Prioritizing collective responsibilities in the response to COVID-19
Just as the success of the climate youth movement has been attributed to the clarity and consistency of messaging, we need this same strategy with COVID-19. We also need that clarity as we move beyond the current pandemic and address ongoing societal challenges, using it as a transformative force to move forward as a global community.
The cost of this pandemic must not bankrupt the people
The crisis has truly shaken the system. There is no doubt about that. A consequence of the failure of the austerity politics is that ideas that had been unthinkable just a few months ago – such as nationalization of hospitals and provision of substantial income support to unemployed workers – is on the agenda. We hope that this conversation develops into a popular global movement for a total reconstruction of the system.
Government inaction on COVID-19 threatens inmates’ lives
The government’s inaction reflects a deeply rooted attachment to risk-based, reactive paradigms when proactive initiatives that are precautionary and based on harm-avoidance are needed. The Liberal government is ignoring the reality that the virus does not discriminate, that prisons are porous to it, and that protecting the right to live is what defines us as human beings.
The pandemic’s unflattering glare: How the crisis is affecting care workers and prisoners
Multiple and concurrent disasters are unfolding in pockets all across North America connected to the spread of the COVID-19 pandemic. We understand this particularly in medical settings or in geographic contexts such as the hot spots in Seattle and New York City. But we will also witness disaster in institutional contexts, where a human tragedy is unfolding.
The false hope of a pandemic basic income
While we must embrace the most robust demands to win greatly improved and fully accessible income support systems in these harsh times, we don’t want inadequate solutions that extend a peace offering to the neoliberal order. We need radical alternatives and bold plans of action. The concept of a basic income fell short before this searing crisis and it has even less to offer us in the face of it.
Liberals’ COVID-19 support measures reveal crisis in Canada’s low-wage job market
Inequality and class disparity have been on full display in the devastating coronavirus outbreak. On the one hand, Canada’s dependence on the work of undervalued and underpaid health care workers, cleaners and retail employees has been clearer than ever. On the other, these workers are bearing the brunt of the economic crisis. In March, one-third of workers earning $14 an hour or less became jobless or lost most of their hours of work.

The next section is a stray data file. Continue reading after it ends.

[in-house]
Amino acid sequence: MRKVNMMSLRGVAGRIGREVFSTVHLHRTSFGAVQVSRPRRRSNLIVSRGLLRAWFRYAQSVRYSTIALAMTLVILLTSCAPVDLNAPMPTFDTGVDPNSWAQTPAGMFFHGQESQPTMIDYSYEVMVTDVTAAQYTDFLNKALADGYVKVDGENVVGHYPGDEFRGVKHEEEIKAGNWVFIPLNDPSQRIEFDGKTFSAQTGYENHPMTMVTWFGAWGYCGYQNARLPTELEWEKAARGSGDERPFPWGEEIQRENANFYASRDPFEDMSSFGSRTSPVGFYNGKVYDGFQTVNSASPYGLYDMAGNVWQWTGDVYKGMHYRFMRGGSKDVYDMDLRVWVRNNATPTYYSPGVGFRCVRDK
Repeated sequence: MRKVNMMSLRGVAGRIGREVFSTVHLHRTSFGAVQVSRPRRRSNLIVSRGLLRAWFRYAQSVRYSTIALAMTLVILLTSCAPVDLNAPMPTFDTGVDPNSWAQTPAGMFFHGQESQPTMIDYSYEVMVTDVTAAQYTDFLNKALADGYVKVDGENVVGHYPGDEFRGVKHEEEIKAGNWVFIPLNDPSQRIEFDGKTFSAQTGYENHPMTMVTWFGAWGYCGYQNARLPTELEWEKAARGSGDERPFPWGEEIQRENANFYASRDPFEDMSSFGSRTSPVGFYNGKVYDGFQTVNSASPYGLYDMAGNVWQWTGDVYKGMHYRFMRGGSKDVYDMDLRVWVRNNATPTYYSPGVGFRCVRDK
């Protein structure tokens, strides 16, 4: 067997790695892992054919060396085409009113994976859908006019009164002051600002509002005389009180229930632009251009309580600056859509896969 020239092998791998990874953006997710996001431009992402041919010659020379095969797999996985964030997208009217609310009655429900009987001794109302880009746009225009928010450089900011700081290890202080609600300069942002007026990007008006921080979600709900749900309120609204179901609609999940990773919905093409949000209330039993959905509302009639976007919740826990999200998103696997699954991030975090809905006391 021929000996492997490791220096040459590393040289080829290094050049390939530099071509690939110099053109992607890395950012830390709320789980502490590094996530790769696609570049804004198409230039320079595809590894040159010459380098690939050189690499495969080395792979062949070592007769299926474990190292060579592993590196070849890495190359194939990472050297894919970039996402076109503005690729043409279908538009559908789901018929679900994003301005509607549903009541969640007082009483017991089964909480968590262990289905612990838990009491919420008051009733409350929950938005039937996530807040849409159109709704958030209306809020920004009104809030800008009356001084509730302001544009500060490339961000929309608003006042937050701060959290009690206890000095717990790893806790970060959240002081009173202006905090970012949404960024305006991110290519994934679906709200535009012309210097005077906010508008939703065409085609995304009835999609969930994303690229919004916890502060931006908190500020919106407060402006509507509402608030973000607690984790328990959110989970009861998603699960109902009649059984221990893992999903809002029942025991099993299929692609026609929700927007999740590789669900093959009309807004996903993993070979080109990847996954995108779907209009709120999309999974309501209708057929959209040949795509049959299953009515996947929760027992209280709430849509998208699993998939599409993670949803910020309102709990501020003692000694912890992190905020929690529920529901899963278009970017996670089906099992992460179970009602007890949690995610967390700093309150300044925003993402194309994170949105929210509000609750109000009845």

COVID-19 and the failures of capitalism
In short, capitalism had built up vulnerabilities to another crash that any number of possible triggers could unleash. The trigger this time was not the dot-com meltdown of 2000 or the sub-prime meltdown of 2008-9; it was a virus. And of course, mainstream ideology requires focusing on the trigger, not the vulnerability.
COVID-19 is a turning point for global power
The shifts occurring as a result of the COVID-19 pandemic are historic and volatile. While the eventual depth and duration of the twin health and economic crises are still unknown, there is no doubt that global powers are again using the shock of a crisis to consolidate power and vie for global leadership.
After the pandemic
When people emerge from their homes after the first wave of the COVID-19 pandemic they will be confronted by a greatly changed global order. A devastating public health crisis will continue to play out and a global economic slump that the pandemic has hastened and massively exacerbated will cast its shadow over the next several years.
The world rediscovers Cuban medical internationalism
This moment calls for global cooperation and solidarity, and on that front, Cuba provides a lesson for us all. We can start by demanding an end to US sanctions that stop Cuba from getting access to the resources it needs to fight this deadly pandemic, both for their own population and for the global beneficiaries of Cuban medical internationalism.
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